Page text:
In ancient Rome, the Colosseum’s best seats were marble benches that lined the amphitheater’s bottom level. These were reserved for senators, emperors, and other important parties. Imperial functionaries occupied the second level, followed by middle-class spectators, who sat behind them. Traders, merchants, and shopkeepers enjoyed the show from the fourth row, and the very top reaches were left to commoners, who had to clamber over steep stairs and through dark tunnels to reach their sky-high perches.

Beginning November 1, 2017, visitors will be able to book guided trips to the Colosseum’s top levels. Reservations are required, and the tour will cost around $11, on top of the normal $14 admission cost. (Gladiator fights, thankfully, are not included.)

[h/t The Telegraph]

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Courtesy of the Tunisian National Heritage Institute and the University of Sassari
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Stones, Bones, and Wrecks
Archaeologists Discover Ancient Sunken City in the Mediterranean
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Courtesy of the Tunisian National Heritage Institute and the University of Sassari

Early on July 21, 365 CE, an 8.5 magnitude earthquake shook the eastern Mediterranean, triggering a powerful tsunami. The Egyptian city of Alexandria was damaged, towns crumbled on the island of Crete, and the Roman port city of Neapolis, located on the coast of North Africa, was largely swallowed by the wave, according to historical records. Now, after being hidden under water for more than 16 centuries, the remains of Neapolis have been discovered by archaeologists off the coast of northeast Tunisia. This, according to the AFP, confirms accounts that the city was a casualty of the ancient natural disaster.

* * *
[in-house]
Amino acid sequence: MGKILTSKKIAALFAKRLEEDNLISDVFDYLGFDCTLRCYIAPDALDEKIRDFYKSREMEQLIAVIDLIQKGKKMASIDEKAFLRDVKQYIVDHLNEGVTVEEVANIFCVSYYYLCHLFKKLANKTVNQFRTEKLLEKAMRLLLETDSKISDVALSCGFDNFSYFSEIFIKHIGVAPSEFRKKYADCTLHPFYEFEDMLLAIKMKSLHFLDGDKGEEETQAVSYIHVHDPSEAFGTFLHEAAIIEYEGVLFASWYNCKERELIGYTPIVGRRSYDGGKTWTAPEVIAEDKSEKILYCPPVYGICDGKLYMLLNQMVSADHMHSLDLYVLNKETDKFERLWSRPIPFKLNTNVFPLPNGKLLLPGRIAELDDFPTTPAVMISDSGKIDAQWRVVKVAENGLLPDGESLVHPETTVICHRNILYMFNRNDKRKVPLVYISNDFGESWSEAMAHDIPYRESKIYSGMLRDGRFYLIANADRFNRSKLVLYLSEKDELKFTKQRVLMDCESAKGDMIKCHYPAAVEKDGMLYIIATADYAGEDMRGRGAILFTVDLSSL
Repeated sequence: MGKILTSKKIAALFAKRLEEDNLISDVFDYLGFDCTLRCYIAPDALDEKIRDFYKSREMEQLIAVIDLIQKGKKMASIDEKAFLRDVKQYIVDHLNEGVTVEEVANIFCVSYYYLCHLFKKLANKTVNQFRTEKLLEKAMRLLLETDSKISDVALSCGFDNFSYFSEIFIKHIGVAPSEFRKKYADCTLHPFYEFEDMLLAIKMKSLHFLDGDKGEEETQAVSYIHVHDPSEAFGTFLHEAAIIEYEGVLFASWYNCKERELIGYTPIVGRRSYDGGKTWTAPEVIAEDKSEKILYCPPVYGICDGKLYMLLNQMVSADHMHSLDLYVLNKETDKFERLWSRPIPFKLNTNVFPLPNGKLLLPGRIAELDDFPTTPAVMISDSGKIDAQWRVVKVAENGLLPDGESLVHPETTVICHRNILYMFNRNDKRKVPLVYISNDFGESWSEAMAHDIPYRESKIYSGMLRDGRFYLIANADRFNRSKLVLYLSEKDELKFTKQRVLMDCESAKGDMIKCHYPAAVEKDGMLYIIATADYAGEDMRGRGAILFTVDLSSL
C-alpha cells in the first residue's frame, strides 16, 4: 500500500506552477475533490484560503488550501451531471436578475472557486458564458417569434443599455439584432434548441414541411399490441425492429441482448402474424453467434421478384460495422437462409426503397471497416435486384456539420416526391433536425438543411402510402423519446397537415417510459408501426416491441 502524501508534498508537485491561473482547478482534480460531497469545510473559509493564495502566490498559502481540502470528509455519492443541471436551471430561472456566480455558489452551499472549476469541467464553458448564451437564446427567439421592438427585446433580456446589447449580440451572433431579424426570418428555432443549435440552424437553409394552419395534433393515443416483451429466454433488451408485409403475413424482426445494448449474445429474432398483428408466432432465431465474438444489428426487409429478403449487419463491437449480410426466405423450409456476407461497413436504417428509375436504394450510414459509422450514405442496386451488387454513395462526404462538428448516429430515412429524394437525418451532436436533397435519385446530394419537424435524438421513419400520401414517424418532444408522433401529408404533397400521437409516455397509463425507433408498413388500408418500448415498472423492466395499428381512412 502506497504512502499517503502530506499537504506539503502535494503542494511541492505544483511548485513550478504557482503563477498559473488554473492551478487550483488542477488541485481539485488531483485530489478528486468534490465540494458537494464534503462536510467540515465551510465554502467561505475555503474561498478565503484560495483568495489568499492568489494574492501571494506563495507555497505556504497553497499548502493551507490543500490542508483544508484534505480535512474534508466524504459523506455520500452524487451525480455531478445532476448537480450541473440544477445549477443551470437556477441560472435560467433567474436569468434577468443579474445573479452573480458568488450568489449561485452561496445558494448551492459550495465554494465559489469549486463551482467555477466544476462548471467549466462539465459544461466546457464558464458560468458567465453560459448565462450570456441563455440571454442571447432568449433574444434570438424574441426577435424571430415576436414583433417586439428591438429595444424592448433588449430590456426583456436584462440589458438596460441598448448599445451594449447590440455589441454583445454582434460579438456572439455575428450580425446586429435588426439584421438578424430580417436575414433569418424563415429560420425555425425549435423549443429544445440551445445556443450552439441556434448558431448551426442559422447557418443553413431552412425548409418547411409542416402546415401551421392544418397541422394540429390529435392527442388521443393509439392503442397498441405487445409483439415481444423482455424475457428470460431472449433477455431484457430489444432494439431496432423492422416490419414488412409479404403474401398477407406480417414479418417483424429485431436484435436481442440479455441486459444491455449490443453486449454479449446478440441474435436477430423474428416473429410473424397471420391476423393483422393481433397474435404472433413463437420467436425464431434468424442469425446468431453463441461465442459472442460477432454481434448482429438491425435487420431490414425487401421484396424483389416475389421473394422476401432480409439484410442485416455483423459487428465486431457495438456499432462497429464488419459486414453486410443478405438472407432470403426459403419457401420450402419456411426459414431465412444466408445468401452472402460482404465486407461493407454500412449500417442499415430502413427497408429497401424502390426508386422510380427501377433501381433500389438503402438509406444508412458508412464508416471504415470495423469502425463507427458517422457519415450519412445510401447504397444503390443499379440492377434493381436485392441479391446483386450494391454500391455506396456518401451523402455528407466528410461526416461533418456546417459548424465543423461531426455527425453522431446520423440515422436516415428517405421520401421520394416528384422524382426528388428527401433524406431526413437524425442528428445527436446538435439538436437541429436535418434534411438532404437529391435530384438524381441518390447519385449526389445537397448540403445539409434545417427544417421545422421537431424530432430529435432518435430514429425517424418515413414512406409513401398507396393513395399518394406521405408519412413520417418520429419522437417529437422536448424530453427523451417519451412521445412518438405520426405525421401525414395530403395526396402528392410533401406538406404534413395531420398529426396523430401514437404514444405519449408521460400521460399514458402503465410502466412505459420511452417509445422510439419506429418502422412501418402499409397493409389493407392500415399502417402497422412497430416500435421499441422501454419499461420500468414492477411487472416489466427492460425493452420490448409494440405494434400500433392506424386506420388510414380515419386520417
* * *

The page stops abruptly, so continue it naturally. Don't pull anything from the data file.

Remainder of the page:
Following several years of exploration, researchers from the Tunisian National Heritage Institute and the University of Sassari in Italy have discovered nearly 50 acres of watery ruins near the modern-day city of Nabeul. They include streets, monuments, homes, mosaics, and around 100 tanks used to make garum, a fish-based sauce that was so popular in ancient Rome and Greece that it's been likened to ketchup. 

These containers suggest that Neapolis was likely a major producer of garum, making the salty condiment an integral part of the city's economy. "Probably the notables of Neapolis owed their fortune to garum," expedition head Mounir Fantar told the AFP.

Neapolis ("new city" in Greek) was originally founded in the 5th century BCE. While it was an important Mediterranean hub, its name doesn't appear too often in ancient writings. According to The Independent, it may because the city sided with the ancient city-state of Carthage—founded in the 9th century BCE by a seafaring people known as the Phoenicians—in the last of a series of three wars, called the Punic Wars, against Rome.

The Third Punic War stretched from 149 to 146 BCE, and led to the burning of Carthage. (It was later rebuilt as a Roman city by Julius Caesar.) Neapolis may have been punished for its wayward allegiance, which may explain why it's rarely mentioned in historical accounts.

You can view a video of the city's ruins below.

[h/t AFP]